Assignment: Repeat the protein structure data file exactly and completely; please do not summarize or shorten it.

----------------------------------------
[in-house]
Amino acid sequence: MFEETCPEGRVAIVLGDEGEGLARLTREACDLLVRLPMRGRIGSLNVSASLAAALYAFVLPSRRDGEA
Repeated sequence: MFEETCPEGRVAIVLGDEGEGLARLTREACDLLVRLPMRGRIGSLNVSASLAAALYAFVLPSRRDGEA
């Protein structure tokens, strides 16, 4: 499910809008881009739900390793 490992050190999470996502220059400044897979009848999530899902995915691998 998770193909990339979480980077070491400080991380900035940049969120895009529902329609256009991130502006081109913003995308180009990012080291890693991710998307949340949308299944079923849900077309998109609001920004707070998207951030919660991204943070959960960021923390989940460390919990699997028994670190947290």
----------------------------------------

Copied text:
[in-house]
Amino acid sequence: MFEETCPEGRVAIVLGDEGEGLARLTREACDLLVRLPMRGRIGSLNVSASLAAALYAFVLPSRRDGEA
Repeated sequence: MFEETCPEGRVAIVLGDEGEGLARLTREACDLLVRLPMRGRIGSLNVSASLAAALYAFVLPSRRDGEA
């Protein structure tokens, strides 16, 4: 499910809008881009739900390793 490992050190999470996502220059400044897979009848999530899902995915691998 998770193909990339979480980077070491400080991380900035940049969120895009529902329609256009991130502006081109913003995308180009990012080291890693991710998307949340949308299944079923849900077309998109609001920004707070998207951030919660991204943070959960960021923390989940460390919990699997028994670190947290």